Up-and-coming Polish artist Weronika Gęsicka has attracted attention in recent years with her Traces series of photomontages using American stock photos from the 1950s and 60s. Reconstructing photos with a touch of dark humour, she paints over the memory, making visible the unspoken conﬂicts and desires that lie hidden inside the happy-looking people in the pictures. In works that house a new presence, a transformed “truth” is revealed, and the vintage furniture-ﬁlled exhibition space gives viewers the sensation of having lost their way in a parallel other-dimension world.
Weronika Gęsicka, born in 1984 in Włocławek (Poland). Graduated from the graphics department of the Academy of Fine Arts in Warsaw and the Academy of Photography in the same city. She received a scholarship from the polish Minister of Culture and National Heritage. Weronika is doing projects about memory and its mechanisms. She is interested in the scientific and pseudoscientific theories, mnemonics and various disorders concerning it. Her main field of activity is photography, but she also create objects and artifacts, often in collaboration with craftsmen and sometimes with other artists.An important part of her art is working with archive materials of various sources. These are both image banks or images found on the Internet and police archives or old press photography. She has done several exhibitions including a solo show I remember my birth (The Museum of Modern Art in Warsaw, 2018), and a group show Foam Talent (Foam Photography Museum, Amsterdam, 2017-2018).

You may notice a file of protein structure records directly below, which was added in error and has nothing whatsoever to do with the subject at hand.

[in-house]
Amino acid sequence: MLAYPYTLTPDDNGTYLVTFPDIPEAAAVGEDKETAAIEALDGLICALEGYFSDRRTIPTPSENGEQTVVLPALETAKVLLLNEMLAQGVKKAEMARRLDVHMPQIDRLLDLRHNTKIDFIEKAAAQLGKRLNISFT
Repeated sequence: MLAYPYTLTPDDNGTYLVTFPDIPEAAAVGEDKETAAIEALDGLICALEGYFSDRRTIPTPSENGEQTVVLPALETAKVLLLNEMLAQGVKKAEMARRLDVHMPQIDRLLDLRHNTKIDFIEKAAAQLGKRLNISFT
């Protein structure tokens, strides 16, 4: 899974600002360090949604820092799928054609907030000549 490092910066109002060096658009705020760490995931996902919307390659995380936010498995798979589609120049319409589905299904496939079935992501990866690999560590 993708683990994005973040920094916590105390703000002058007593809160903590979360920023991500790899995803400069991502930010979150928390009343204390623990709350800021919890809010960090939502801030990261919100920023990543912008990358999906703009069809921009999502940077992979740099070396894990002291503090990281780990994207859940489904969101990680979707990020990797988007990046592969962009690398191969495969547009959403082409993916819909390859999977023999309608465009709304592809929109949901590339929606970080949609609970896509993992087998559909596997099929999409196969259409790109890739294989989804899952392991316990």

Marina Amada (Curator)
Specialized in an organized chaos, she is an independent curator and art project producer, active in France, U.S. and Japan. Most recently, she curated “Seuils de Visibilité by George Brecht, Yona Friedman, Christian Marclay and others” (2016, CNEAI=) and “Paysages de Portraits by Makiko Tanaka” (2018, Marina Amada Art Projects Space Paris) as well as coordinated the production of the “PAN by Taro Izumi” (2017, Palais de Tokyo.) She is on the board of “Artist for a Day,” a project which conducted over 30 art workshops with the emerging artists in Tohoku regions of Japan in the after mass of the Great East Japan Earthquake. She is a contributing writer for the Art Media Agency (AMA.) She also serves as the Chief Operating Officer of the KYOTOGRAPHIE 2019, while she curates for this exhibition.